Many remote and rural communities don't enjoy good cellular coverage today, both in developed and developing countries. Small cells have offered a simple solution to this problem but had relatively little take-up until recently. We track some of the recent developments in this field.
Providing rural coverage in sparsely populated areas isn't nearly as attractive as within concentrated metropolitan cities. Few customers mean lower utilisation, costly cell towers, long backhaul connections and time consuming trips for maintenance are just some of the factors. There are different economic drivers between developed vs emerging economies, but demand from those unconnected and travelling through remains strong.
Governments and businesses are keen to move services online, but can't enforce this if broadband service isn't available everywhere. The UK tax collector has had to make an exception for some businesses who continue to send their tax returns by post despite mandating all are done online.
A UK initiative launched in 2012, awarded a contract worth £150 million of public funds to Arquiva to build out masts in areas with no coverage. At the end of 2014, only two masts had been commissioned and the program is unlikely to be extended. A Vodafone spokesman quoted a typical lead time of 12 months from concept to live service for a large rural site using this scheme. Apart from anything else, connecting a full three-phase power supply to some of these very remote sites is a major challenge.
This came to a head during Q4 2014 when a political storm arose reinforced by poor coverage in Shropshire, where politicians visited to canvas for an election and were unable to keep in touch.
As a solution, regulators encouraged national roaming between networks to plug the partial coverage not-spots. Arguing strongly against that, operators instead committed to wider coverage and received some reduction in spectrum charges to compensate.
Dramatic difference in statistics: population vs land mass coverage
We often hear of mobile coverage quoted in terms of population coverage. In the UK this is typically 97-99% for 2G, with 3G reaching over 85%.
However only around 80% of the UK land mass is served by any mobile network according to this latest Ofcom regulatory report - and that's for 2G voice and text services only. The deal agreed by all networks will increase this to 90% of the land mass covered with at least voice service by 2017.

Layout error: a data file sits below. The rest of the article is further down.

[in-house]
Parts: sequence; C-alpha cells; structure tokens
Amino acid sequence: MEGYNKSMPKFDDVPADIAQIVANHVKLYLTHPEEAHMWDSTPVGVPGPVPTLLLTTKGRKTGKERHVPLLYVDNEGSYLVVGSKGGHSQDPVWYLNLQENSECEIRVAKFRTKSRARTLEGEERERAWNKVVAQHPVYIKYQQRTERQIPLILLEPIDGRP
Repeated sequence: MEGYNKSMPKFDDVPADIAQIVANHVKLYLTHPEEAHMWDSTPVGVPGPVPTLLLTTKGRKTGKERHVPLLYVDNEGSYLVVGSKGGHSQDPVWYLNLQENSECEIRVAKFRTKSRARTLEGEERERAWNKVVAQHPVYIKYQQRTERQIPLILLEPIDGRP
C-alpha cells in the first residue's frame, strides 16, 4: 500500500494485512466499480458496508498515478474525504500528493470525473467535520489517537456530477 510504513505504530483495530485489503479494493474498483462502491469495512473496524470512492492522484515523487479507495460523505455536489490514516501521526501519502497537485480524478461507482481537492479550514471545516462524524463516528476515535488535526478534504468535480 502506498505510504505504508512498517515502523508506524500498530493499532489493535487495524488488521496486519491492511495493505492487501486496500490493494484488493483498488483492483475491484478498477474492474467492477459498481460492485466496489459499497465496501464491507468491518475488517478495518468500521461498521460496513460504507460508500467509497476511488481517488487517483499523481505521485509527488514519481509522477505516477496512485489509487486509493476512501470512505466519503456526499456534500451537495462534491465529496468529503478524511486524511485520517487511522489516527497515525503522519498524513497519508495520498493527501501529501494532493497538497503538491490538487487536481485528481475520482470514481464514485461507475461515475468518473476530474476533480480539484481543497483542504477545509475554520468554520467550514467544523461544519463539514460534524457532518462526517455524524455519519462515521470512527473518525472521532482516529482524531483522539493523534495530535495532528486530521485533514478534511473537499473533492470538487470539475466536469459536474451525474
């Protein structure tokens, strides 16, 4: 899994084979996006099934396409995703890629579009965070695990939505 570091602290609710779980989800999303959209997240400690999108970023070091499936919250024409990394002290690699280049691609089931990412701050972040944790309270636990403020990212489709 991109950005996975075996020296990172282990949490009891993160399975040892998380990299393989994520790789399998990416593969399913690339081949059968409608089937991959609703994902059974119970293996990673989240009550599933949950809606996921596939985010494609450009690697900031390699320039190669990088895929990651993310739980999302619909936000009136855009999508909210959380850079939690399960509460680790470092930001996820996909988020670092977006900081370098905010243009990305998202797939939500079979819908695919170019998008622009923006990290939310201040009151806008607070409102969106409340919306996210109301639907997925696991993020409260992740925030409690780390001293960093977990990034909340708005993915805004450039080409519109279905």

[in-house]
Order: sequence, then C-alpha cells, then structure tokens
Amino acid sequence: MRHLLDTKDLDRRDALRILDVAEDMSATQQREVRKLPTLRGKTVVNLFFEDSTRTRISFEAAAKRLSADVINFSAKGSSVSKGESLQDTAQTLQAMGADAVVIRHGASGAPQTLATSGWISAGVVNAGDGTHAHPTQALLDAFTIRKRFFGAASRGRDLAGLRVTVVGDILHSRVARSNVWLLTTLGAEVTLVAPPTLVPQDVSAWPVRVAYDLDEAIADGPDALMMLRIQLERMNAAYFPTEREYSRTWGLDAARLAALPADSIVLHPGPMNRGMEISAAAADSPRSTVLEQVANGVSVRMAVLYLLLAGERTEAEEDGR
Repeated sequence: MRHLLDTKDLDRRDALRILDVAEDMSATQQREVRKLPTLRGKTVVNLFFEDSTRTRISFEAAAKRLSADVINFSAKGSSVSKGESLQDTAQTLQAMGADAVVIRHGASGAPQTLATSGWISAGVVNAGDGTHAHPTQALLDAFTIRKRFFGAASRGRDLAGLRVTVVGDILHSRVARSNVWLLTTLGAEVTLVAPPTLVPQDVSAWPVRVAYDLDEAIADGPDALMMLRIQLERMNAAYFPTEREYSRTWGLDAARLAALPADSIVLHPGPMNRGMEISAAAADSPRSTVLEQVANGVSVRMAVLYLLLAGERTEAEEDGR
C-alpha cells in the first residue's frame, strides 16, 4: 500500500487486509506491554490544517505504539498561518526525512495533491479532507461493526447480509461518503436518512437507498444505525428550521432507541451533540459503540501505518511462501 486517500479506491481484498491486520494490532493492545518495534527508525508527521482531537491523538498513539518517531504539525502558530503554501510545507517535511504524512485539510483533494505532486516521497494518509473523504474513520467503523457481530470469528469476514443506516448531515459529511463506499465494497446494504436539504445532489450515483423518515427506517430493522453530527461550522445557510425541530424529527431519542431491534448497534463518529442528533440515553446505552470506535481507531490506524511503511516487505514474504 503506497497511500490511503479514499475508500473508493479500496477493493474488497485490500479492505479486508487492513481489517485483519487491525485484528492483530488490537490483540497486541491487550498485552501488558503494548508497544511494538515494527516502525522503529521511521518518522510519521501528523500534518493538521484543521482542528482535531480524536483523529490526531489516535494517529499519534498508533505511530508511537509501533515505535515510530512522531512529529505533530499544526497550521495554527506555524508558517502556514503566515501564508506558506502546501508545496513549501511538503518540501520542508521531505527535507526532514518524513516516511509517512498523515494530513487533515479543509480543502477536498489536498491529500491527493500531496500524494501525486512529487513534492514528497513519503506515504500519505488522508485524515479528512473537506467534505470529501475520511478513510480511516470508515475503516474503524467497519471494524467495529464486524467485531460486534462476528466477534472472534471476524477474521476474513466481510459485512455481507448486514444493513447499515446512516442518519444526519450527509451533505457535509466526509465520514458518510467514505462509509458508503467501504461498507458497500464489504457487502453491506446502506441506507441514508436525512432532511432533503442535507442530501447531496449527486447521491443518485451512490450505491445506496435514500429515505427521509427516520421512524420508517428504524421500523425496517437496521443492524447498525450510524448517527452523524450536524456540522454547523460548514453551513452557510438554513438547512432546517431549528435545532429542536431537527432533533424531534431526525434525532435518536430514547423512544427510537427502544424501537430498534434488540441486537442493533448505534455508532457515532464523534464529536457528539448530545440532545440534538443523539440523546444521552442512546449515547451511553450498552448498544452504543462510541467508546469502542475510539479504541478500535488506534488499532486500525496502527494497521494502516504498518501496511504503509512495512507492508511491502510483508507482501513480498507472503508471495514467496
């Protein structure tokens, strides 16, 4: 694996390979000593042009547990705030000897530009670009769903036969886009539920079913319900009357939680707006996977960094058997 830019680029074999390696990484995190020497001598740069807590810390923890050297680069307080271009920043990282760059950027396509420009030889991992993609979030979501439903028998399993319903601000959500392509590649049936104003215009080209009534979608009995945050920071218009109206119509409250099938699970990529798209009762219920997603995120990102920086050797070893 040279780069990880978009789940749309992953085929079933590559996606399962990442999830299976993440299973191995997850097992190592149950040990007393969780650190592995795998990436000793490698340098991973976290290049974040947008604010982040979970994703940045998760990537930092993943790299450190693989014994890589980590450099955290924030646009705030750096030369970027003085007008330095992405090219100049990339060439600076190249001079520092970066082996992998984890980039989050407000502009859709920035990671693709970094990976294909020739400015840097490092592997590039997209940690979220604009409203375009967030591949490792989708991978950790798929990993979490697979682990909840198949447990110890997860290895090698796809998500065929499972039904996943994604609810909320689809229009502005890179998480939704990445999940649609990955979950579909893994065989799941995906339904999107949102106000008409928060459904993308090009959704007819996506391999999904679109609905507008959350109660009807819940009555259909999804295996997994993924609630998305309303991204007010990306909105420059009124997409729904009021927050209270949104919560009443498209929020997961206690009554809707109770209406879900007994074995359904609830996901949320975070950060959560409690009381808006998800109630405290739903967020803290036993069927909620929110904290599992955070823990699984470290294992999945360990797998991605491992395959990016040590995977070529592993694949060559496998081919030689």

Unsightly masts aren't the only solution
The initiative has raised concerns from conservationists worried about a proliferation of large masts.
Rather that focussing entirely on ever taller, unsightly and expensive towers, we're seeing greater activity to deploy a few small cells in villages and hamlets. Often the topology means that hills and valleys prevent signals from reaching those areas. Low cost and low power small cells are an effective solution and can be deployed much more quickly.
EE announced a plan to deploy 1,500 rural small cells from Parallel Wireless over the next three years. These can operate as LTE relays, extending the range and infill coverage from existing higher capacity macrocells. It's notable that they've chosen to use LTE rather than 3G, protecting their investment in the long term.
Vodafone had been well placed from successful early trials of their rural femtocell program, but only recently have ramped this up beyond a few villages. They've branded this as ROSS (Rural Outdoor Sure Signal). Their rollout program will initially address 100 communities, and is 3G based.
The US rural telephone landscape evolves to mobile
US regulatory policy allows small independent telcos to serve their local areas, often supporting the major networks via national roaming. Some, such as Alaska, have invested in high speed fibre to fairly remote areas and also installed smaller cells in relatively sparsely populated areas.
US landlines have been declining at a rate of 700,000 a month as more people switch to using mobile only.
The majority of US children are growing up in households that don't have landlines (52.1%), with 43% of adults nationally relying only on cellphones. Where cables are not already in the ground, delivering service via mobile networks should be cheaper and provide a more comprehensive, mobile service.
A strange side-effect of the switch to mobile has been a distortion in telephone polls where only landlines are called. It's against the rules to run these random polls using mobile phone numbers, so the sample is skewed especially in rural areas.
Developing markets have a lower price point
It's even more difficult in emerging economies where consumers can't afford expensive solutions. In some cases, communities are taking things into their own hands and building their own networks. We described building a very simple GSM service from opensource hardware and software in a recent article, concluding that its preferable to use commercial products and networks where practicable, but they offer an alternative where there is no other viable option.
Backhaul is a particular problem and many turn to satellite as the only feasible technology. We've discussed the introduction of lower cost, higher bandwidth satellite services in the past. These do make it viable to serve remote areas and can be used during initial rollout to provide instant connectivity. Later, those sites with higher traffic and/or more feasible terrestrial alternatives can be upgraded to use them as and when appropriate. Satellite links can then remain as a backup in case of outage – the cost of the remote modem is remarkably low.
Sometime regulatory action is required where it is uneconomic to deliver service to poorer communities, stipulating minimum landmass rather than just population coverage requirements as a condition of the spectrum licence. Alternatively, as we have seen proposed in Mexico, specific bands can be set aside for community self-installed standalone networks.